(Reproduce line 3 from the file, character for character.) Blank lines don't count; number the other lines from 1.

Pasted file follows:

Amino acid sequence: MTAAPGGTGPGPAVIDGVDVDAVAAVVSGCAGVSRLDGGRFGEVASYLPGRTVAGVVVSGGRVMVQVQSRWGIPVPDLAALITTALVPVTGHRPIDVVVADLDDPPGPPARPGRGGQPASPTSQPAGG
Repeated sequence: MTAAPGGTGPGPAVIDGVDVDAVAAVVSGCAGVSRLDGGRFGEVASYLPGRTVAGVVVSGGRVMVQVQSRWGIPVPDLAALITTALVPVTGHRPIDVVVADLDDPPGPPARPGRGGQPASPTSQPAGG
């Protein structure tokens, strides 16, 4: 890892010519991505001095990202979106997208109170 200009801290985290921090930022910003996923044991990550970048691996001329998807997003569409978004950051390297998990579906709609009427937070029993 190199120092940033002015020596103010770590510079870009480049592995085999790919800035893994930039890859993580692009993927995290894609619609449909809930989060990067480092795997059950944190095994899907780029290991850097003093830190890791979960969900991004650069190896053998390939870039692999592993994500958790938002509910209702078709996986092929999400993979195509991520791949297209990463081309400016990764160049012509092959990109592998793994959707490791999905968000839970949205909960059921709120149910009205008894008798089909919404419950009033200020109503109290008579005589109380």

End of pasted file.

């Protein structure tokens, strides 16, 4: 890892010519991505001095990202979106997208109170 200009801290985290921090930022910003996923044991990550970048691996001329998807997003569409978004950051390297998990579906709609009427937070029993 190199120092940033002015020596103010770590510079870009480049592995085999790919800035893994930039890859993580692009993927995290894609619609449909809930989060990067480092795997059950944190095994899907780029290991850097003093830190890791979960969900991004650069190896053998390939870039692999592993994500958790938002509910209702078709996986092929999400993979195509991520791949297209990463081309400016990764160049012509092959990109592998793994959707490791999905968000839970949205909960059921709120149910009205008894008798089909919404419950009033200020109503109290008579005589109380």